Why is fluoride used in dentistry?
Fluoride is a key factor in preventive dental care for people of all ages. In fact, inadequate exposure to fluoride places children and adults in the high risk category for dental decay.
- It acts on the tooth making the enamel harder and thus more resistant to acid.
- It acts on the plaque, reducing its ability to make acid.
- It promotes repair of tooth enamel.
In what forms is fluoride available to us?
- Topical fluorides include toothpastes, mouthrinses and professionally applied fluoride gels and rinses which provide local protection on the tooth surface, making them more decay-resistant.
- Systemic fluorides are available in the form tablets, drops or lozenges, fluoride present in food and beverages, and in some countries in the water. They are ingested into the body and become incorporated in the tooth structure. If ingested regularly when teeth are developing, systemic fluorides are deposited throughout the entire surface and provide longer-lasting protection than topical fluorides.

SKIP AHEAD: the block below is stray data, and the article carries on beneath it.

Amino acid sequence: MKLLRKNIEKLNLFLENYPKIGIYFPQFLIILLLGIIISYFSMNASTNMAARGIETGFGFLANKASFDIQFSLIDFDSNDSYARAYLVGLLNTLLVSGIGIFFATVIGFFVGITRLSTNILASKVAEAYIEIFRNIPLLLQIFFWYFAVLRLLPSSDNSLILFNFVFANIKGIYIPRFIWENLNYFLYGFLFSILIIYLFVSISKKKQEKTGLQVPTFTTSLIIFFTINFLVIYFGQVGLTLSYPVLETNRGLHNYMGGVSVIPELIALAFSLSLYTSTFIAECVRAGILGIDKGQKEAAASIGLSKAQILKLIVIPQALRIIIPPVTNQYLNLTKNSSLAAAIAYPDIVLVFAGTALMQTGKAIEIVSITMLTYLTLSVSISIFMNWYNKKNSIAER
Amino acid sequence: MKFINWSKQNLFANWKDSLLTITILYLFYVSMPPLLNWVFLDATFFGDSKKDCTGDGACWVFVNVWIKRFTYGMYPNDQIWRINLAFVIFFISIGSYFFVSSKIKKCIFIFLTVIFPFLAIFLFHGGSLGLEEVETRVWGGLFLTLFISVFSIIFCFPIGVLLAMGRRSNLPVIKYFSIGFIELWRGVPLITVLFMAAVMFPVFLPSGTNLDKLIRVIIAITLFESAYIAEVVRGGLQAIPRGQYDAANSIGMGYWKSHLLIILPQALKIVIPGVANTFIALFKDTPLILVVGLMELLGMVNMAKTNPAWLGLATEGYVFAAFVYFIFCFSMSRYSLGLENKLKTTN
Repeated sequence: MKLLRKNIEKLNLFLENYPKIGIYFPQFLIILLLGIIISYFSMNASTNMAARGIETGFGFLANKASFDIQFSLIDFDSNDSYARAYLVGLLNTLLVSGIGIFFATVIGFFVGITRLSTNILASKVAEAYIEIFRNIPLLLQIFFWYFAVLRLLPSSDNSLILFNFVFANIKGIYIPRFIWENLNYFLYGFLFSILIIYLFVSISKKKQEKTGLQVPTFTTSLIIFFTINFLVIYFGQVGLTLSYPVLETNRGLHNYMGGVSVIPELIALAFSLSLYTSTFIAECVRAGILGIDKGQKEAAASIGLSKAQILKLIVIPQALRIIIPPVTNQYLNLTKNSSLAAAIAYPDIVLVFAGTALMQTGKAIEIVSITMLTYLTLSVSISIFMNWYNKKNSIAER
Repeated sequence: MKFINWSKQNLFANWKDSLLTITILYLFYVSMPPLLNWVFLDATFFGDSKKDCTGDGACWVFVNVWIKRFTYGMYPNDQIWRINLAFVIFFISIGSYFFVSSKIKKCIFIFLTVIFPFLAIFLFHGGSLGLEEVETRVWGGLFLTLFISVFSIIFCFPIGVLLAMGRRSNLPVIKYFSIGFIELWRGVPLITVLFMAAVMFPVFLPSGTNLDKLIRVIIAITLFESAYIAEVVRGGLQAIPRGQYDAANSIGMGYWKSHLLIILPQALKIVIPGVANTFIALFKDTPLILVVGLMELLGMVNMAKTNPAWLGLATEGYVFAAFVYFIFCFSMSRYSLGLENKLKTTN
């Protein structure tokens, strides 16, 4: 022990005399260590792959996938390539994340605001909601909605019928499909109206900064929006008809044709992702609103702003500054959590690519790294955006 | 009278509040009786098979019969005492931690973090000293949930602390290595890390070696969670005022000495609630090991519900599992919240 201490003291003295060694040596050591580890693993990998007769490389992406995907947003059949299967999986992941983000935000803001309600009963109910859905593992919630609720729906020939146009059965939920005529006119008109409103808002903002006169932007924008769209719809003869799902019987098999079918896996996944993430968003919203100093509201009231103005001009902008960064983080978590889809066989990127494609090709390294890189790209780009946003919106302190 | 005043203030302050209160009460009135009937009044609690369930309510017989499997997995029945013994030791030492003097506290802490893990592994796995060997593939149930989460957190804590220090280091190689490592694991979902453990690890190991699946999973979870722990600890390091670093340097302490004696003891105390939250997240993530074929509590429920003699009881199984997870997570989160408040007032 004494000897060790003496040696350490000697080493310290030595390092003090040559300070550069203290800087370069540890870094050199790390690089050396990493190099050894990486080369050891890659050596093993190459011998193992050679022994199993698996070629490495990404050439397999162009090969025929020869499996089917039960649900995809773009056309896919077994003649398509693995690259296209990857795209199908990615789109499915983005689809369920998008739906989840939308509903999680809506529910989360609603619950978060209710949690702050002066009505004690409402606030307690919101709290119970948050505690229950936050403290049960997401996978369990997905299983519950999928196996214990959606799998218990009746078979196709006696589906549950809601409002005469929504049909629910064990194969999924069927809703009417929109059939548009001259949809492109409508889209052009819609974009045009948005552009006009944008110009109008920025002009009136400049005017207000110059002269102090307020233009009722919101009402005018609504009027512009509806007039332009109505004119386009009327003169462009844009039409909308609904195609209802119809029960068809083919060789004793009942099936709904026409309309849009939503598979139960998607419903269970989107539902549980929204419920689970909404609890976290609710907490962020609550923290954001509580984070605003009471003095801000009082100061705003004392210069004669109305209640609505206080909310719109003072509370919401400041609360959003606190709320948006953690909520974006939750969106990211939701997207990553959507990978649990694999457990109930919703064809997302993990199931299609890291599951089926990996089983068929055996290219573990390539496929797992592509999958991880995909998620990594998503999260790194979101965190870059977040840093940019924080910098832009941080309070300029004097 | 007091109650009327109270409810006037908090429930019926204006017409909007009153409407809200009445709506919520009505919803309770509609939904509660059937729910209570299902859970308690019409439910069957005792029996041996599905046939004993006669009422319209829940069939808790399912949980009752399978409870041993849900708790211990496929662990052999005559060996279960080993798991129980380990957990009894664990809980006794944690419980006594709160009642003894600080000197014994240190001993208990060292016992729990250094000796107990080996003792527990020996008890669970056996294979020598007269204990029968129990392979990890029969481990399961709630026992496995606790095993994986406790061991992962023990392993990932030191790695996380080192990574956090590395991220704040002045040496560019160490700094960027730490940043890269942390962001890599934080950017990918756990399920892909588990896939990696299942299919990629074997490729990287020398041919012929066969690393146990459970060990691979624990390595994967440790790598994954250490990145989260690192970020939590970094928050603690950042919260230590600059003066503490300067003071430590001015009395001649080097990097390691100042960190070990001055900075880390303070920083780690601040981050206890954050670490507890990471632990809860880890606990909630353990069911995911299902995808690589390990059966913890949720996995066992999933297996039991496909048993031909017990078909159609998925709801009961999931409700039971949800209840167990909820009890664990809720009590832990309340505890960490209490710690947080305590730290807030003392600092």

Systemic fluorides can also give topical protection, as they remain present in saliva thus continually bathing the teeth. This provides a constant source of fluoride that can get incorporated into the tooth surface and helps to prevent decay.
Is fluoride effective for decreasing decay in adults?
Definitely. Fluoride plays a protective role against dental decay throughout life, benefiting both children and adults. In fact, fluoride treatments are more important for adults because fluoride in the water does not benefit teeth after they are formed.
Root surface cavities occur more frequently in adults than children. As a person ages, the best preventive treatment is plenty of fluoride toothpaste used for at least 2-3 minute brushing sessions, 2-3 times daily and fluoride treatments at preventive dental checkups.
Should my child be taking supplemental fluoride?
If your water supply is fluoridated, then you do not require supplemental fluoride for your child. However, if you live in an area where the water is non-fluoridated (well-water), then supplemental fluoride may be prescribed. Consult your dentist or physician for further details.
Is taking too much fluoride bad for me or my teeth?
Yes. Fluoride if consumed in concentrations greater than 1 PPM (part per million), for extended periods of time, can result in "Fluorosis". This results in deformations of the tooth enamel ranging from white spots, bands and brown pits making the tooth appear "mottled".